Hannah Bennett in “Phobophobia” by Dima Hohlov for King Kong Magazine, A/W 2016

Hannah Bennett faces her fears in “Phobophobia” by Dima Hohlov for King Kong Magazine, Issue #2, A/W 2016. A fusion of phobic fears and photographic fantasy, this story delves deep inside the human psyche. A compelling take on the art of the unknown. Dealing with everyday anxieties – in the form of phobias – can lead to a disorder. For many people the first step is denial. Suffering from such a reality, makes it’s natural that your body would respond to the concept of concealment. We aren’t speaking about the descent into deception, rather, the sink into shame. Kim Howells invites lightness by using fashion as a way to mentally fly. Couture combats the pain of phobic inclinations through avant-garde excess. Bennett is brilliant as she depicts the fear of heights with clear trepidation. Saran wrap has her stuck steps from the bottom with her feet dangling in mid-air. Standing helplessly at the top of a ladder, we watch as she begins to wobble. Is this true or is it fantasy? Those who suffer from such debilitating fears know that, it matters not what the facts are, but what our body reacts to.  We must understand, this isn’t about convincing someone they’re wrong, it’s about healing the minds of many.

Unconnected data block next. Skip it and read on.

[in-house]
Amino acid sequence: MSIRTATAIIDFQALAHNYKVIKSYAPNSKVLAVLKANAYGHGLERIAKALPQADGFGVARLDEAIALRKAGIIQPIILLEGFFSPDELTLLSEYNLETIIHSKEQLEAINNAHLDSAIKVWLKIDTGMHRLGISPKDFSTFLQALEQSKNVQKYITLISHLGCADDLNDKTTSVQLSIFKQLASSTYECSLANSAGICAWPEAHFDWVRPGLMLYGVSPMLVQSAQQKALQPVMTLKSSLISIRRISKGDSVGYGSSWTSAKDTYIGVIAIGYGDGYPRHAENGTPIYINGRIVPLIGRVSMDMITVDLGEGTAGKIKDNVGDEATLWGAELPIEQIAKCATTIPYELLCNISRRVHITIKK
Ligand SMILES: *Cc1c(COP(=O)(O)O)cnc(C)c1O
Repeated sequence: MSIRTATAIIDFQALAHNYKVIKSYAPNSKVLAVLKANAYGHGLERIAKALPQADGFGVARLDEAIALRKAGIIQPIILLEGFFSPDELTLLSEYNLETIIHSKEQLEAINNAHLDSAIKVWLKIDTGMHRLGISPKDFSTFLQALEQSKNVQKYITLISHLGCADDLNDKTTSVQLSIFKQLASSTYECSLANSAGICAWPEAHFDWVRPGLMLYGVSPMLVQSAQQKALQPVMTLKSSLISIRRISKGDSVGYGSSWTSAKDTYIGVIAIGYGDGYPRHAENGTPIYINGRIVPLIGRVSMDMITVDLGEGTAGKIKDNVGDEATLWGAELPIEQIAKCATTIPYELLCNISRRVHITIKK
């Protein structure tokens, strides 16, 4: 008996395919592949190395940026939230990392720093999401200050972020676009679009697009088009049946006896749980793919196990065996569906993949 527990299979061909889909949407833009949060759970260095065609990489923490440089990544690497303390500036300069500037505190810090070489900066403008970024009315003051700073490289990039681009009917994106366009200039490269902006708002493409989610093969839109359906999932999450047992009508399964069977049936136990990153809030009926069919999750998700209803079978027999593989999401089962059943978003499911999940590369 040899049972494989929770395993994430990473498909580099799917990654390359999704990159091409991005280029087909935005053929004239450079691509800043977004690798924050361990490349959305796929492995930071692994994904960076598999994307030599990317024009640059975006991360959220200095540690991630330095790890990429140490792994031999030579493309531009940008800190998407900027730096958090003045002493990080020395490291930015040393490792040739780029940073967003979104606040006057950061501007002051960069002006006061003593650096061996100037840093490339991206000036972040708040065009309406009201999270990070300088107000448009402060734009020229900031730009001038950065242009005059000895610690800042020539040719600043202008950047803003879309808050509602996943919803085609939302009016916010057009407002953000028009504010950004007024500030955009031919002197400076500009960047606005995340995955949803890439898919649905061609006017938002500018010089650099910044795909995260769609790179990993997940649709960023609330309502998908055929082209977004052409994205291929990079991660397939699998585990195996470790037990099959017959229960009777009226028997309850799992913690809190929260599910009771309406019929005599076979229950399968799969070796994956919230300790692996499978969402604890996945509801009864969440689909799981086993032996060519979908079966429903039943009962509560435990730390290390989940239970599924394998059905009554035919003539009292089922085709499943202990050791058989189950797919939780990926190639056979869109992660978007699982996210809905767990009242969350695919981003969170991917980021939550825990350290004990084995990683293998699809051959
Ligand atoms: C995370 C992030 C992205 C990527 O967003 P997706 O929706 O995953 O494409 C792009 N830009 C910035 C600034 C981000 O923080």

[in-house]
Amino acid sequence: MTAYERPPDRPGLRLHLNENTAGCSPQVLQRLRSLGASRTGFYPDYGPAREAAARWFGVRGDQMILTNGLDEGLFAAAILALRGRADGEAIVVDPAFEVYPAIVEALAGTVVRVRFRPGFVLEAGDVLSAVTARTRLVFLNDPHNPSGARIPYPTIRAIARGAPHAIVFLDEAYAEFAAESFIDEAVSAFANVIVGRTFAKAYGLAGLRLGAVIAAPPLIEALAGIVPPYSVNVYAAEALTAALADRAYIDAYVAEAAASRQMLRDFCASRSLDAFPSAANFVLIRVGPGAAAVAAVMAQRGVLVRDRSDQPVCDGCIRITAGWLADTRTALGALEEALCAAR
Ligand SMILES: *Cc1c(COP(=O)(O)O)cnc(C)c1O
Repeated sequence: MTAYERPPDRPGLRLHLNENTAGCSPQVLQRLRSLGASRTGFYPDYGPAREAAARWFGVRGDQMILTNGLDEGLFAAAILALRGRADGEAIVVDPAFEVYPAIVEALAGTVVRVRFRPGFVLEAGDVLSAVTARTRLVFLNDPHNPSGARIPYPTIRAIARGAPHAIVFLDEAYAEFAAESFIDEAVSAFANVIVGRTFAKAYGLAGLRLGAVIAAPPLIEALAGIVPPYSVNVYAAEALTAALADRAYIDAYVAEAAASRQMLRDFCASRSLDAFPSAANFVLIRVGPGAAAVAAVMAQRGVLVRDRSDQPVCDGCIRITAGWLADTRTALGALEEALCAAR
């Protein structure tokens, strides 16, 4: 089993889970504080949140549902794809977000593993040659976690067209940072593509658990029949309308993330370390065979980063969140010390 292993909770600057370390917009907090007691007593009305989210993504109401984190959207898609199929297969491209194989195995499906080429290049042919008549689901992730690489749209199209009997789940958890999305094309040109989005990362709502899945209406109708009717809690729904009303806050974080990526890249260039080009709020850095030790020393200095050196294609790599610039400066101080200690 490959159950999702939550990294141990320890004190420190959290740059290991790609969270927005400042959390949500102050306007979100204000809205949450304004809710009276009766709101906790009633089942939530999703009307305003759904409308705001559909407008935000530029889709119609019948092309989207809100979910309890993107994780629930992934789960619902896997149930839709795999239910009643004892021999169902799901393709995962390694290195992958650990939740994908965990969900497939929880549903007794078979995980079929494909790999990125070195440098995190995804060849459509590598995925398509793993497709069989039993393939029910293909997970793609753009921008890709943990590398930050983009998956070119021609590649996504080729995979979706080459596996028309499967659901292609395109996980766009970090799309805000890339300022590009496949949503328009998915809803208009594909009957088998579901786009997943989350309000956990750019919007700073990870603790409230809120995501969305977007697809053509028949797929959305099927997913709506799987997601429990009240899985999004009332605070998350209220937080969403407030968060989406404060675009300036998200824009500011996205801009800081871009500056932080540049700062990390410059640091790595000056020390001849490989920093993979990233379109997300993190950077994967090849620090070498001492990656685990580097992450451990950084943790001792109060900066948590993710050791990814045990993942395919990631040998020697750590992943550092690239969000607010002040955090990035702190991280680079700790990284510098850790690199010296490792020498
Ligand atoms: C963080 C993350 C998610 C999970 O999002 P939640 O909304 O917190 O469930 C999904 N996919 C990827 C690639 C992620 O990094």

Makeup shifts as Ariel Yeh adapts to this ever-changing picture. The face starts simple with a touch of white lining the upper eyes, as intensity builds beauty acts in kind. Under a sheet of plastic, innocence starts to crumble. We witness her pain emanate out, in an act of masterful artistry, with no mascara and just a hint of brown shadow. Yeh uses subtle sparkles under her eyes, as if she were crying a dusting of white diamonds. Thick brows are brushed up to push a panicked like affect, as melting color creates a look of confusion. Red radiates as this oral fixation leads to an artful revelation. Crimson gloss oozes over the mouth making it look like the lips are bleeding out. I hesitate to say what I’m thinking, but this hair emulates the saying, “Business in the Front Party in the Back.” Nao Kawakami captures this killer new dew by making the Mullet the coolest thing around. Watching with empathy, we see her scrub her legs so hard we can almost feel the skin being ripped away. This is what it would be like to fear something we take for granted… like being under a blue plastic sack and not being able to breathe.

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